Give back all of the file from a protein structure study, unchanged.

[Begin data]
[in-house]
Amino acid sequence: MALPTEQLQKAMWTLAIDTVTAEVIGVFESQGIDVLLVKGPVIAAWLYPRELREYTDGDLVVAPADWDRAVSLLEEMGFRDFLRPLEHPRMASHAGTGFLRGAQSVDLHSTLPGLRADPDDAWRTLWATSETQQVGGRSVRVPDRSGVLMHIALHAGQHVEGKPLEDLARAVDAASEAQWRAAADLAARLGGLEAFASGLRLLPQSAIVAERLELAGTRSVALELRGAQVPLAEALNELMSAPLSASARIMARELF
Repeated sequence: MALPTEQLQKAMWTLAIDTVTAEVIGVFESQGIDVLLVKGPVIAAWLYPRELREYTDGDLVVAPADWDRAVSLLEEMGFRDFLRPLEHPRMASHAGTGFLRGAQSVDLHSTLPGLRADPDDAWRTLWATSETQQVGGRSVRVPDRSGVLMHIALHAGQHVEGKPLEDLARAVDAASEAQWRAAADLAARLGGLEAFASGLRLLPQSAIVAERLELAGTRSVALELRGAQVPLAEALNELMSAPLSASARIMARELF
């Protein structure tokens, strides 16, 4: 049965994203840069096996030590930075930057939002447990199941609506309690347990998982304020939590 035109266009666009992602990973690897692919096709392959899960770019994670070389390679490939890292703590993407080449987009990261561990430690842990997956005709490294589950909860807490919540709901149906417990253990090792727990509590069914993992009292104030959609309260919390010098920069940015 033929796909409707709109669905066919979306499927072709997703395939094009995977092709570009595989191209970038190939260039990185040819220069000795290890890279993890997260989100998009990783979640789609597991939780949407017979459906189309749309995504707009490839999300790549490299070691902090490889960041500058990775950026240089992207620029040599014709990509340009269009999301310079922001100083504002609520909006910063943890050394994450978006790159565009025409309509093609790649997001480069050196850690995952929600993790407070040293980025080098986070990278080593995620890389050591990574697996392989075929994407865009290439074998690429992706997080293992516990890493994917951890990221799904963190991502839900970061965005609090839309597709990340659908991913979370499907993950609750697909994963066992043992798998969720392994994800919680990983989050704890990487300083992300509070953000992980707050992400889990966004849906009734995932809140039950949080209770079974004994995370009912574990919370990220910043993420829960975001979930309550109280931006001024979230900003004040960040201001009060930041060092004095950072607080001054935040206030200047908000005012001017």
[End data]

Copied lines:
[in-house]
Amino acid sequence: MALPTEQLQKAMWTLAIDTVTAEVIGVFESQGIDVLLVKGPVIAAWLYPRELREYTDGDLVVAPADWDRAVSLLEEMGFRDFLRPLEHPRMASHAGTGFLRGAQSVDLHSTLPGLRADPDDAWRTLWATSETQQVGGRSVRVPDRSGVLMHIALHAGQHVEGKPLEDLARAVDAASEAQWRAAADLAARLGGLEAFASGLRLLPQSAIVAERLELAGTRSVALELRGAQVPLAEALNELMSAPLSASARIMARELF
Repeated sequence: MALPTEQLQKAMWTLAIDTVTAEVIGVFESQGIDVLLVKGPVIAAWLYPRELREYTDGDLVVAPADWDRAVSLLEEMGFRDFLRPLEHPRMASHAGTGFLRGAQSVDLHSTLPGLRADPDDAWRTLWATSETQQVGGRSVRVPDRSGVLMHIALHAGQHVEGKPLEDLARAVDAASEAQWRAAADLAARLGGLEAFASGLRLLPQSAIVAERLELAGTRSVALELRGAQVPLAEALNELMSAPLSASARIMARELF
């Protein structure tokens, strides 16, 4: 049965994203840069096996030590930075930057939002447990199941609506309690347990998982304020939590 035109266009666009992602990973690897692919096709392959899960770019994670070389390679490939890292703590993407080449987009990261561990430690842990997956005709490294589950909860807490919540709901149906417990253990090792727990509590069914993992009292104030959609309260919390010098920069940015 033929796909409707709109669905066919979306499927072709997703395939094009995977092709570009595989191209970038190939260039990185040819220069000795290890890279993890997260989100998009990783979640789609597991939780949407017979459906189309749309995504707009490839999300790549490299070691902090490889960041500058990775950026240089992207620029040599014709990509340009269009999301310079922001100083504002609520909006910063943890050394994450978006790159565009025409309509093609790649997001480069050196850690995952929600993790407070040293980025080098986070990278080593995620890389050591990574697996392989075929994407865009290439074998690429992706997080293992516990890493994917951890990221799904963190991502839900970061965005609090839309597709990340659908991913979370499907993950609750697909994963066992043992798998969720392994994800919680990983989050704890990487300083992300509070953000992980707050992400889990966004849906009734995932809140039950949080209770079974004994995370009912574990919370990220910043993420829960975001979930309550109280931006001024979230900003004040960040201001009060930041060092004095950072607080001054935040206030200047908000005012001017």